Seattle ducked considering Key Arena reno option because rewriting is too damn hard

For anyone interested in the nitty-gritty of how the Seattle city council ended up issuing an environmental impact statement that said Key Arena couldn’t be renovated to modern NBA/NHL standards while it had another report in hand saying that it could, a report this morning by the Seattle Times’ Geoff Baker has all the nitty that your gritty could ever need:

Six weeks before the city of Seattle’s release last May of an environmental study on the proposed Sodo District arena, the woman preparing it received a telephone call.

The man phoning URS Corp. Vice President Katy Chaney was Ryan Sickman, a project manager with AECOM preparing a different report for the City Council on Key­Arena’s future. Public records released to The Seattle Times indicate Sickman and Chaney discussed how their reports differed on whether KeyArena could be modified for NBA and NHL use without demolishing its unique roof…

“Let me know if you have suggestions on whether to, and how to, revise either the EIS text or the response so that we don’t appear inconsistent between the two documents,’’ [Chaney] emailed Sickman on March 25, 2015.

Sickman two weeks later suggested a 221-word revision stating: “There are now studies in front of the city that show how the KeyArena could be reconfigured and redesigned within the building’s existing structure to accommodate both NBA and NHL franchises based upon the now accepted Sacramento Kings design model for NBA seating distribution.’’…

After the suggested changes bounced around privately between Seattle city staffers and politicians, the AECOM report’s scheduled early May rollout was postponed.

Nick Licata, who was on the council at the time, previously said, “There’s a lot of ways of not holding back information but not amplifying it. I wouldn’t say [the AECOM report] was purposely held back, but I don’t think there was much attention given to it.” That sounds about right from this latest timeline: Right as the council was about to issue a report finally moving ahead with Chris Hansen’s proposed SoDo project, the possibility of renovating Key was raised, and everybody more or less went, Oh, jeez, we can’t handle going back and looking at more options. Let’s just pretend we never saw it.

Baker also provides some detail on what happened in that “bounced around” period, drawn from city emails, particularly those of then-city policy analyst Sara Belz:

AECOM project lead [David] Stone by then was still tweaking his own delayed report and asked Belz on May 15 about mentioning the EIS — given extensive media coverage of its release and continued NHL possibilities in Seattle.

Belz took three days to reply, saying she’d checked with colleagues and “we don’t think you need to devote space in your report to the EIS or NHL stuff. Our thought is just that it might create confusion regarding the scope of your contract and analysis.’’

Again, this is way short of “coverup,” but still certainly doing their best to pretend that the two reports didn’t say dramatically different things, because nobody likes to do rewrites. The interesting bit now will be to see whether there are any repercussions, either for the city officials involved or for the SoDo project itself, especially with the council set to give final approval and opponents turning up the heat to try to block it. If last year was seen as too late to make changes based on new options, it seems impossible that the council would pursue it this year, but stranger things have happened. I think.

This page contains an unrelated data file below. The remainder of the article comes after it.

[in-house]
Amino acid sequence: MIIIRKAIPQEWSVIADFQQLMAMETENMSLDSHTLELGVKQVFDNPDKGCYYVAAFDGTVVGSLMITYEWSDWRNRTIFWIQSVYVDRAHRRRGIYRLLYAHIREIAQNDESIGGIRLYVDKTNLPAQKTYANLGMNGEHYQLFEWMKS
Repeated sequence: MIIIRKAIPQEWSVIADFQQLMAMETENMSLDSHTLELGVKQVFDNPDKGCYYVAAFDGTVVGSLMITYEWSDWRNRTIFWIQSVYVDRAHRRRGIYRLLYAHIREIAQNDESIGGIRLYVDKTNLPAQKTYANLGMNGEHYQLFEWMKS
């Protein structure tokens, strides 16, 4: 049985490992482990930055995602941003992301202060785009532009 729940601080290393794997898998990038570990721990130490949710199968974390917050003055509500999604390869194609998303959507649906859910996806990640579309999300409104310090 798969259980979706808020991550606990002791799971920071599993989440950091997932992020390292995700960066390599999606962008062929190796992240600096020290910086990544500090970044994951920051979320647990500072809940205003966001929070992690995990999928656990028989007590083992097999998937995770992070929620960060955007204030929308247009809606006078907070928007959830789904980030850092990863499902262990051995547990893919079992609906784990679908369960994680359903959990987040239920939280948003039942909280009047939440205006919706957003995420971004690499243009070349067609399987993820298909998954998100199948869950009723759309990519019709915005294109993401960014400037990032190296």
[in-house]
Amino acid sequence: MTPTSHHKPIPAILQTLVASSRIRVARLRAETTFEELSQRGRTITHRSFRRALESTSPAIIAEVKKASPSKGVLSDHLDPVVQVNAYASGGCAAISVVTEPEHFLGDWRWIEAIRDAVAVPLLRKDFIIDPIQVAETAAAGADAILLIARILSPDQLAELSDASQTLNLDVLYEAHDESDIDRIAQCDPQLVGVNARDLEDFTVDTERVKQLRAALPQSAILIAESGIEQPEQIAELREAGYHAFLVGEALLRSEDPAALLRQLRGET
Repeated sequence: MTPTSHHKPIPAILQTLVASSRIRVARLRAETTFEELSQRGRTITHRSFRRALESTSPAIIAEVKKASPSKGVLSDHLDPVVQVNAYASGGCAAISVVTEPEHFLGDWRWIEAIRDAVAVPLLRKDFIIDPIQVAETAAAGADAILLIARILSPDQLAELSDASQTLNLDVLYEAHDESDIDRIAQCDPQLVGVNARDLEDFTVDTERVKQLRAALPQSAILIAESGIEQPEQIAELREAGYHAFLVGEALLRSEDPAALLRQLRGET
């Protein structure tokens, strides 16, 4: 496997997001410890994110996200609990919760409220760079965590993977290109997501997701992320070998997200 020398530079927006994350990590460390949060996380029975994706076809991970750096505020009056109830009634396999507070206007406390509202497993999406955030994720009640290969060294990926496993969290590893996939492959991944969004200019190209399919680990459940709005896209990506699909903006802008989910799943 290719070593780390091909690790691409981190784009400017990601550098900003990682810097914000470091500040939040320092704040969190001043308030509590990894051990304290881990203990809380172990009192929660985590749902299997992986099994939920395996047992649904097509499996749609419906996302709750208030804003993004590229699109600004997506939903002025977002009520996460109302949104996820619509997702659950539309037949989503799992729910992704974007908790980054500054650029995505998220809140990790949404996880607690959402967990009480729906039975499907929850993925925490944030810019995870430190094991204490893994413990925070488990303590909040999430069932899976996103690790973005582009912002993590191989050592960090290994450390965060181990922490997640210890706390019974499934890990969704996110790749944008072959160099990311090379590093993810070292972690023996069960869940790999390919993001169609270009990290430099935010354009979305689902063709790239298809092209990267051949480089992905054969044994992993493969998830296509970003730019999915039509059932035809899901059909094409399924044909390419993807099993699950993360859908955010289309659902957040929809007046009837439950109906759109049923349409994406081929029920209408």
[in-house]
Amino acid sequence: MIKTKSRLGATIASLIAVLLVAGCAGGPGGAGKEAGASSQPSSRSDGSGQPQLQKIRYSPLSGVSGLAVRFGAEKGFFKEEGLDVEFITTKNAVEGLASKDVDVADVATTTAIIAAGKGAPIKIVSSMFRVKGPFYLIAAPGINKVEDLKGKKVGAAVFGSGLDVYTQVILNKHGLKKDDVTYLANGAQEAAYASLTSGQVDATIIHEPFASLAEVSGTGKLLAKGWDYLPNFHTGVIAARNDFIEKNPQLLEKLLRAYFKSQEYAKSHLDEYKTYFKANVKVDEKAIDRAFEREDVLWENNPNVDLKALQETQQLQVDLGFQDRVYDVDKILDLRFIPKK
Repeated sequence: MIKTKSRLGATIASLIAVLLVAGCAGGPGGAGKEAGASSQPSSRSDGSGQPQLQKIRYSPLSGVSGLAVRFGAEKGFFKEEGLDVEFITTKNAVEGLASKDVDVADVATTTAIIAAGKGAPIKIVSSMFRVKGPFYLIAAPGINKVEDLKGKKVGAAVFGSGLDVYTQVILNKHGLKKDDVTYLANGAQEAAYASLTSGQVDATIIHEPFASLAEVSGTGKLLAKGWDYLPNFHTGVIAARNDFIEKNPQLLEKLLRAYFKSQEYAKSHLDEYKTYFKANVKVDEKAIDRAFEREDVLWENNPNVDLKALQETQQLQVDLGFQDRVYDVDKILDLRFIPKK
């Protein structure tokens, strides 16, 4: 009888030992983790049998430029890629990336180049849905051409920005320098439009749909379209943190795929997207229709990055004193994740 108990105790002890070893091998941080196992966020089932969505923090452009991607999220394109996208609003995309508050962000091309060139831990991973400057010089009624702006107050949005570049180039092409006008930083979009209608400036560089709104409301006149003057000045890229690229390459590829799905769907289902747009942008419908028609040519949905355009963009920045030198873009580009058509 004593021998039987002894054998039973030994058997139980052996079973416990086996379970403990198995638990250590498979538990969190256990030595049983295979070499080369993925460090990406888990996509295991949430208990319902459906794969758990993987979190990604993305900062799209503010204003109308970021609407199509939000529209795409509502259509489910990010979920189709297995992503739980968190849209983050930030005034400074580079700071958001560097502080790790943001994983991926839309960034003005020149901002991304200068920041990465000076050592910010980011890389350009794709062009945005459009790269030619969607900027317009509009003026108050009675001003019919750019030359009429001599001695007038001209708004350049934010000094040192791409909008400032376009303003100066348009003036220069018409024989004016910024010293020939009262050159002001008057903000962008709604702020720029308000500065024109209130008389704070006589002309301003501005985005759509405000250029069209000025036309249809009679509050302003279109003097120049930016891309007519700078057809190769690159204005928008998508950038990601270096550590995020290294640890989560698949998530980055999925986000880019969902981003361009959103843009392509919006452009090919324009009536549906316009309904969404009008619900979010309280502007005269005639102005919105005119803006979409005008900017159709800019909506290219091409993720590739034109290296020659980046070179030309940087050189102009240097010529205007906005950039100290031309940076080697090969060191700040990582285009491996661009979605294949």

Sonics fans, Port of Seattle advocates yell at each other some more, film at 11

The Seattle city council held its public hearing on the closure of a street to make way for Chris Hansen’s proposed sports arena, and it went exactly as you’d expect:

Most of the crowd sported green and yellow Sonics gear, while others carried NHL hockey signs. A small group associated with the Port of Seattle, who oppose the deal, held signs saying, “Save Sodo.”

The dockworker union folks claimed an arena will hurt the viability of the port, Sonics fans replied nuh-uh it won’t, and a fun time was had by all. There are two more hearings scheduled on April 5 and 19 before the council votes, so to save everybody time just bookmark this post and re-read it again then, okay? Thanks.

Washington state legislators call for timeout on Seattle arena plans

So this could be a bit of a stumbling block for Chris Hanson’s proposed Seattle arena:

With a public hearing scheduled for Tuesday to determine the proposed two-block vacation of Occidental Avenue south of Safeco Field, 36 members of the state legislature drafted a letter urging the Seattle City Council to vote down the plan.

The letter said the area in question “represents the crossroads of international trade, manufacturing and transportation interests that together form a key economic engine for our state,” arguing that “adding additional pressure to getting goods in and out of Seattle could have devastating effects.”

This pretty much echoes the concerns that the Port of Seattle has had — apparently that $40 million fund for better roads for its trucks didn’t assuage everyone’s fears. State lawmakers don’t have any actual decision-making power over vacating streets, but with this the last big hurdle before Hansen can build his arena — that and getting an actual team, mind you, which is the biggest hurdle of all, but we won’t talk about that for the moment — everyone involved is bringing whatever pressure to bear that they can.

More tomorrow after the hearing, if anything interesting happens. No decisions are expected, but there should be lots of shouting.